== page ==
I learned the following from their website. This church was built in 1832 in Pensacola and is a historic Episcopal church building. That's pretty old. In 1827, the General Missionary Society of the Episcopal Church sent the Rev. Ralph Williston to Tallahassee by way of New Orleans. He stopped in Pensacola for three weeks and conducted Episcopal services in an old theatre and in the courthouse. He reported that he found 12 communicants of the Church along with 10 Methodists, 2 Presbyterians, and 2 Baptists in a population of 2,000. That would have been a small Baptist Church if I had been there to organize Baptists. On May 4, 1827, Mr. Williston called a meeting of citizens at the courthouse for the purpose of “embodying and collecting public sentiment upon the subject of establishing a Protestant Church…” The meeting resulted in the establishment of the first Protestant Association in Pensacola, and the Association united to support a Protestant Episcopal Church. Seven vestrymen were elected that day, to lead the first non-Roman Catholic congregation in northwest Florida.
In 1829 the lot was purchased and and construction began in 1830. The General Missionary Society sent the Rev. Addison Searle to be in charge of the new parish as the first Rector of Christ Church. He remained only a few months and was succeeded by the Rev. Benjamin Hutchins of Philadelphia, the 2nd Rector. The cost to build the building was $4,500. I read where the building was Norman Gothic. I have no idea what that means other than maybe it's the architectural style. If that's what it is, I think that style has a really tall bell tower.
The building was pretty and I wanted to go in. Rats! The door was locked. The website said it was open, but I think I was supposed to call ahead or go on a tour or something. They also had a fence around the yard that made it hard to peek in the windows. I had to be content to stay outside.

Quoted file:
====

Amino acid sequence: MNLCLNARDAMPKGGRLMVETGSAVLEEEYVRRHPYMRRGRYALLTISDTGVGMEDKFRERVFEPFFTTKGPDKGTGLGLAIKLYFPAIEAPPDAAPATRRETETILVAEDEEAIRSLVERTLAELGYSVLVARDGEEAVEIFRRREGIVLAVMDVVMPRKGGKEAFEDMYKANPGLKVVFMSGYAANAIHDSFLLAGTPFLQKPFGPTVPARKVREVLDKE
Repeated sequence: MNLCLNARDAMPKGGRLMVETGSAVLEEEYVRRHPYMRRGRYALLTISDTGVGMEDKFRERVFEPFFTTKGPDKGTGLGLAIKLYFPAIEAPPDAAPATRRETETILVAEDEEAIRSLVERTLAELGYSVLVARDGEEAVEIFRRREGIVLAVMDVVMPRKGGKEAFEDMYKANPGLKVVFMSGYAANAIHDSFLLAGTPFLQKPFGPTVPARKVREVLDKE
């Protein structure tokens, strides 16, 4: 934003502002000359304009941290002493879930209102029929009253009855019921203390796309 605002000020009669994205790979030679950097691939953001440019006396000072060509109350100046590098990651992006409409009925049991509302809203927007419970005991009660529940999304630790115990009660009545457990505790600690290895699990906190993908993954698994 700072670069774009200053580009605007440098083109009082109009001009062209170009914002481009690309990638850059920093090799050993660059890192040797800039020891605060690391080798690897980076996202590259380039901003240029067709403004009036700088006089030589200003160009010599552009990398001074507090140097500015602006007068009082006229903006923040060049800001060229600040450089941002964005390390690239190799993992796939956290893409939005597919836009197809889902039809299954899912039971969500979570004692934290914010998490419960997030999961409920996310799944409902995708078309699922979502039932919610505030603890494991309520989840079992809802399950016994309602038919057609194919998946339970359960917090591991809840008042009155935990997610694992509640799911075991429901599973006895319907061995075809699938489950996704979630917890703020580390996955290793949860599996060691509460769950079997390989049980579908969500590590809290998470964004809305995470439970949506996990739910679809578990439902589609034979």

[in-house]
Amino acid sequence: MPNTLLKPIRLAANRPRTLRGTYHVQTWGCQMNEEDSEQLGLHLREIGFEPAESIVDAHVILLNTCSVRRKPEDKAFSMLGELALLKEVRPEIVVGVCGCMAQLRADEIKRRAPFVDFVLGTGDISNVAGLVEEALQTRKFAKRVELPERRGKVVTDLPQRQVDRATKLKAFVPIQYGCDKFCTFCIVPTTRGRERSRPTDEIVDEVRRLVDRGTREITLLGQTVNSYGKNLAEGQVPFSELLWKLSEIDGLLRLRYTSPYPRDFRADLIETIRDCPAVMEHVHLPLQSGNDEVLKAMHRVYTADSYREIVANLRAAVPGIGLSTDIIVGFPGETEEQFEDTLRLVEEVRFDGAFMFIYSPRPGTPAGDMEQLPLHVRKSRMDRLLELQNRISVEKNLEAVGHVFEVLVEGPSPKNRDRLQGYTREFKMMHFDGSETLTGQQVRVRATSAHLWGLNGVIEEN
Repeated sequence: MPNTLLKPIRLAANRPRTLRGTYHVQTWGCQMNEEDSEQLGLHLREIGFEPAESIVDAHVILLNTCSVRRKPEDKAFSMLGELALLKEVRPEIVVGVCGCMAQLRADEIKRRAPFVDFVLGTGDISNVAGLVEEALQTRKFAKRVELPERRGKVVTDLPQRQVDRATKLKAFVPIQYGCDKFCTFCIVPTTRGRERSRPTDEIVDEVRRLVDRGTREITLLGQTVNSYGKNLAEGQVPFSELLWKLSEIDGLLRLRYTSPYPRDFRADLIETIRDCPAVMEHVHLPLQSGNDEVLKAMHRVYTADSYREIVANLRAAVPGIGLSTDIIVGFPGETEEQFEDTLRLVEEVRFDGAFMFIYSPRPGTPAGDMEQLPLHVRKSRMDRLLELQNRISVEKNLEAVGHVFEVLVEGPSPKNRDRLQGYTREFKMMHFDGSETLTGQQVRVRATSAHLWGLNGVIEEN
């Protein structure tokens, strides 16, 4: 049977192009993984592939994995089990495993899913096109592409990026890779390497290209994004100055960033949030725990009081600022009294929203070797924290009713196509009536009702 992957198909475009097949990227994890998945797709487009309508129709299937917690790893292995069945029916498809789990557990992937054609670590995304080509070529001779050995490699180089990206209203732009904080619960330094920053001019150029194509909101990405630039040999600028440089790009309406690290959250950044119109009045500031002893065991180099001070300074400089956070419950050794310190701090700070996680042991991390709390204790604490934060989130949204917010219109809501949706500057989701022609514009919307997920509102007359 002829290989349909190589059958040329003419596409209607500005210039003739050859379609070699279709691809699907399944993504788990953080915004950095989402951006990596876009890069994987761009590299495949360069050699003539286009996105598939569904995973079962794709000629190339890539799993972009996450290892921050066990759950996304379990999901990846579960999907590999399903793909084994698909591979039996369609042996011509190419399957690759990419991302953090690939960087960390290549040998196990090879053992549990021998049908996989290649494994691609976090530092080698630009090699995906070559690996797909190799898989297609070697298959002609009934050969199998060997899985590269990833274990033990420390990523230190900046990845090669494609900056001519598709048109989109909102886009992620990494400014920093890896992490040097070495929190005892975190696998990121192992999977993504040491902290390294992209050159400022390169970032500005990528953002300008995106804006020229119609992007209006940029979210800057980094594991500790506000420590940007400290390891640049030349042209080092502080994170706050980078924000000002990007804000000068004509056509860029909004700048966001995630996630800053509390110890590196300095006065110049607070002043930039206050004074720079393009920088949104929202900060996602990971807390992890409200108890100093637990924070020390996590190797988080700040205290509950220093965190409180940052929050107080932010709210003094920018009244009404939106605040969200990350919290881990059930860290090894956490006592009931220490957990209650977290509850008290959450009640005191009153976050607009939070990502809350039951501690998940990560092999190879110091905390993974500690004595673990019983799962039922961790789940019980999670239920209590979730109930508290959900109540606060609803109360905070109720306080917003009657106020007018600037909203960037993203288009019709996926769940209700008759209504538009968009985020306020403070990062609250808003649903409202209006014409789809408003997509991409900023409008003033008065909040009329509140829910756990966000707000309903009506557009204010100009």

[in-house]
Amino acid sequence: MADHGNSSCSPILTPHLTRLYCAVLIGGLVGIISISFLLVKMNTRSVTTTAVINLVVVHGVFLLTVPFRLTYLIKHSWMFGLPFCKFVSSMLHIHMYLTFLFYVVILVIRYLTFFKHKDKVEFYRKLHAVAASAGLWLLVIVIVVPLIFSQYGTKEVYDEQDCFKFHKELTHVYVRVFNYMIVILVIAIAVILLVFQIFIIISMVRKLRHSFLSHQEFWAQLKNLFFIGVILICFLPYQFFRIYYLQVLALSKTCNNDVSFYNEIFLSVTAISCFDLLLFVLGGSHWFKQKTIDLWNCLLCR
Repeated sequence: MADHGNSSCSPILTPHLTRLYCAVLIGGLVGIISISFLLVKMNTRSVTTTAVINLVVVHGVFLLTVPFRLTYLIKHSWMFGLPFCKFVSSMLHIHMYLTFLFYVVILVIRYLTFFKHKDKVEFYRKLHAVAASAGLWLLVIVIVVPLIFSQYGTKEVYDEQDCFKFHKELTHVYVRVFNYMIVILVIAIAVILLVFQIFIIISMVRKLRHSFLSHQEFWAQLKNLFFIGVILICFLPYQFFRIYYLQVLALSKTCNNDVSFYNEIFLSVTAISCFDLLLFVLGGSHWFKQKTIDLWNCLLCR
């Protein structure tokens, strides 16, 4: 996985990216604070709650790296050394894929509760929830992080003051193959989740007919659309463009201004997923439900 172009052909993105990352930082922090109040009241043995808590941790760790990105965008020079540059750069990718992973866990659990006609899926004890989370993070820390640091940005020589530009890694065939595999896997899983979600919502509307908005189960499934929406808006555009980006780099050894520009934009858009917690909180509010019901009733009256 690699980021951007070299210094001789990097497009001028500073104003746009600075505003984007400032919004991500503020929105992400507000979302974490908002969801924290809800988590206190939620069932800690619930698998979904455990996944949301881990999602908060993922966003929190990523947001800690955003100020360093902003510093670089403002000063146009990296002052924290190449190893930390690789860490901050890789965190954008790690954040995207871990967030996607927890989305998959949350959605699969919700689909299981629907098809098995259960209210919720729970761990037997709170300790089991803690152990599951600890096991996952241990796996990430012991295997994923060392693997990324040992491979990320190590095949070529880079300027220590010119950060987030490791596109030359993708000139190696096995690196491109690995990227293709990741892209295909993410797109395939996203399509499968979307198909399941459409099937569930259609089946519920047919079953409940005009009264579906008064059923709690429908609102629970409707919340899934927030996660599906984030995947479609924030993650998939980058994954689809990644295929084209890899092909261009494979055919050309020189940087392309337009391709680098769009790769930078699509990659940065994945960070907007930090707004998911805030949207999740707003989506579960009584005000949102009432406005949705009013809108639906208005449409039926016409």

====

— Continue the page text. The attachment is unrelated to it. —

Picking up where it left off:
This reminded me of Revelation 3:20 where Jesus said, "Behold, I stand at the door and knock. If anyone hears My voice and opens the door, I will come in to him and dine with him, and he with Me." Many times people have used that to say that Jesus stands at the door of someone's heart and wants to come in. There is some Biblical truth behind that statement. Jesus does desire to come into our lives as Lord and Savior. A close reading of Revelation 3 reveals that it was written to a church; the church at Laodicea. Jesus is standing at the door of a church and knocking. What a terrifying thought! We can get so lukewarm, self-centered, and self satisfied that we leave Jesus out of the church where He's supposed to be Lord.
This reminds me of a statement I heard years ago. A guy said,"If the Holy Spirit did not show up at your church on Sunday, how many people would miss Him?" Quite a provoking thought. I was reminded today to make sure Jesus is at home in His church. I was reminded that we can get so busy with church that we forget about the Lord and what He wants to do. Let's make sure our Lord is where He needs to be in church: in charge! How do we do that? In reading Revelation 3, the answer would be to be zealous, repent, and invite Jesus in.
Looking to Jesus for the abundant life,
3 things I thank God for today
1. People who loved Jesus in previous generations and handed the Gospel to us
2. Christ wants in His church
3. Garbage pick up day